(Reuters) - Two years ago, a dejected Tony Gonzalez stood on the sidelines as yet another playoff game ended in defeat for the veteran tight end and his Atlanta Falcons.
The Green Bay Packers had come into the Georgia Dome and routed the Falcons 48-21, and Gonzalez, a record setter in most categories a tight end is measured by, was still looking for his first career playoff win.
The Californian was injured in the third quarter and while he got taped up and returned to the bench, the Falcons’ chances fizzled out. As Gonzalez limped off the field, his body language led to inevitable speculation over his NFL future.
Gonzalez, whose career playoff record dropped to 0-5 after last year’s first-round loss to the eventual Super Bowl champion New York Giants, said in his gloomy interview after the Packers game that retirement was a possibility.
But it proved too soon for the top level college basketball and football player to give up on his goal of winning, if not a Super Bowl, a playoff game.
Last Sunday, on that same sideline, Gonzalez’s emotions told another story as he fell to the ground in tears following Matt Bryant’s 49-yard field goal in the final seconds that earned Atlanta a dramatic win over Seattle.
“I was on the ground, sobbing like a baby,” said Gonzalez.
After 16 seasons in the NFL, the future Hall of Famer finally had a playoff victory, putting him one win away from his first appearance in the Super Bowl in what he says is likely to be his final season.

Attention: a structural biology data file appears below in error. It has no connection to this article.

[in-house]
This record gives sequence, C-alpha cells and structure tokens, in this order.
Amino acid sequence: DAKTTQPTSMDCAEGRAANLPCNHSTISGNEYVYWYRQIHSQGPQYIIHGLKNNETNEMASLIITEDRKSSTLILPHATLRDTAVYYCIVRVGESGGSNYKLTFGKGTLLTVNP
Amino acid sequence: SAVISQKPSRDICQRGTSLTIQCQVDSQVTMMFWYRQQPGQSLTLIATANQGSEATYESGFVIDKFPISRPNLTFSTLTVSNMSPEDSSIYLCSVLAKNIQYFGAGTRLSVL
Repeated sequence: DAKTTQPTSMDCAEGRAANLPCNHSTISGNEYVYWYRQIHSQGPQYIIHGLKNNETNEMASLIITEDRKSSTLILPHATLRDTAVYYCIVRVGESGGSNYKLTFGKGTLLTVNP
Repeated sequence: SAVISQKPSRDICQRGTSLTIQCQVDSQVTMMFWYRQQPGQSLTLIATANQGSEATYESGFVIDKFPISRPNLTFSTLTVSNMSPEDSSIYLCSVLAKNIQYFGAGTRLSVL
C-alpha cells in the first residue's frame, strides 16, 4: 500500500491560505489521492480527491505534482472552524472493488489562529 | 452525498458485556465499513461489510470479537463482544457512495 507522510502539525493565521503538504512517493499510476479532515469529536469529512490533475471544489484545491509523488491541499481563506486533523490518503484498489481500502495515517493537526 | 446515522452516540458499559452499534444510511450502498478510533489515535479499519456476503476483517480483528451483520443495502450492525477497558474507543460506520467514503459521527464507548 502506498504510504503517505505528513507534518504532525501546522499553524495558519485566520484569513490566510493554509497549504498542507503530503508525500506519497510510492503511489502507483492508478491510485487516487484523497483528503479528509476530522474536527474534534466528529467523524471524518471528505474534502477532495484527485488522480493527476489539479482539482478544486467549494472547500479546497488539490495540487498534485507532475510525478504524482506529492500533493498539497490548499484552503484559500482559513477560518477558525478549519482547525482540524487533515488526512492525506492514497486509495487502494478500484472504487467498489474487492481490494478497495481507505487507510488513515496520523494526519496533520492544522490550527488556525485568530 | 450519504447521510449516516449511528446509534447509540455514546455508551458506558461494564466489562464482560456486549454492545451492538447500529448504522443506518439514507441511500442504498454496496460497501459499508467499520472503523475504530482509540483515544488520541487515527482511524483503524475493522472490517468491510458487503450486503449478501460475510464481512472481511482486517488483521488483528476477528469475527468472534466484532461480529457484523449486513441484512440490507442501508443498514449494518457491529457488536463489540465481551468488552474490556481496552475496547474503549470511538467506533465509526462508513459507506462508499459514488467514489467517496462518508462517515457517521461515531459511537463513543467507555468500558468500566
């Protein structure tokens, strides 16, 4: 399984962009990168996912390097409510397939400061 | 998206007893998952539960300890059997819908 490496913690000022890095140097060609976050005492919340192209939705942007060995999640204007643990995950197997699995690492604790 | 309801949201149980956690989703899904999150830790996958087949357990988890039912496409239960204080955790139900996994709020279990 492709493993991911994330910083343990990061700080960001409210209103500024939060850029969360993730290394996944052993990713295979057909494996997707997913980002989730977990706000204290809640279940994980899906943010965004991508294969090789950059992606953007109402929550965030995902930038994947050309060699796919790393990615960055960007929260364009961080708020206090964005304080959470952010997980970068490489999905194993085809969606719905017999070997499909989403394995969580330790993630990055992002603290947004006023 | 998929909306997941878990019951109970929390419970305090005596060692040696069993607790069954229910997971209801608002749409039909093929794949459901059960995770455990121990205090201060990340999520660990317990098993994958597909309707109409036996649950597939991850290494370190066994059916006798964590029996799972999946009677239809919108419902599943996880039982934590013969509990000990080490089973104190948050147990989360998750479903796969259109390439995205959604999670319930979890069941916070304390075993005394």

Sunday’s NFC Championship game with the San Francisco 49ers now stands between the 36-year-old and a trip to New Orleans for the National Football League’s championship game. Despite his age and his self-defined ‘95 percent’ chance of retiring this year, Gonzalez remains central to top-seeded Atlanta’s offense.
On the decisive final drive of last week’s game, Falcons quarterback Matt Ryan made Gonzalez his target for the 19-yard pass that would set up the game-winning field goal.
“It is the most important catch I’ve ever had in my life and I’ll never forget it. It was wonderful,” said Gonzalez, who owns the NFL record for career receptions by a tight end.
Ryan, as usual, had no hesitation turning to Gonzalez, who has surpassed 1,200 receptions in his career, and speaking this week the quarterback said he knew exactly what to expect from his team mate.
“He’s a consummate professional,” said Ryan. “He shows up every week, he handles his business; he’s fun to be around, he’s got a great personality in the locker room and he’s just been himself this week.”
Gonzalez spent the early parts of his career honing his catching skills, for hour after hour, with the help of a machine that fires out balls for receivers.
The drills paid off handsomely but there is no machine that can help collate the experience and football intelligence that allows Gonzalez to get open when it matters most and take advantage of weaknesses in opposing defenses.
Falcons linebacker Sean Weatherspoon compares having Gonzalez to being able to get the inside advantage in a video game.
“He definitely has the cheat code,” said Weatherspoon. “That basically means that he has the experience and definitely has the playmaking ability to go out there and make plays on anybody.”
It would have been cruel if a player of Gonzalez’s talent and commitment, the NFL record holder for receiving yards (14,268) and touchdowns (103) for a tight end, would have bowed out without even a shot at the Super Bowl.
Ryan believes there remains a chance that a glory-filled end to the season could lead Gonzalez to delay his retirement plans once again.
“I talk to him about that all the time. He says he’s 95 percent sure and I keep telling him that I‘m convinced of the other five percent,” said Ryan.
“I think he can still play. Whatever he chooses to do, it’s been an unbelievable run for him.”
Reporting By Simon Evans in Miami; Editing by Frank Pingue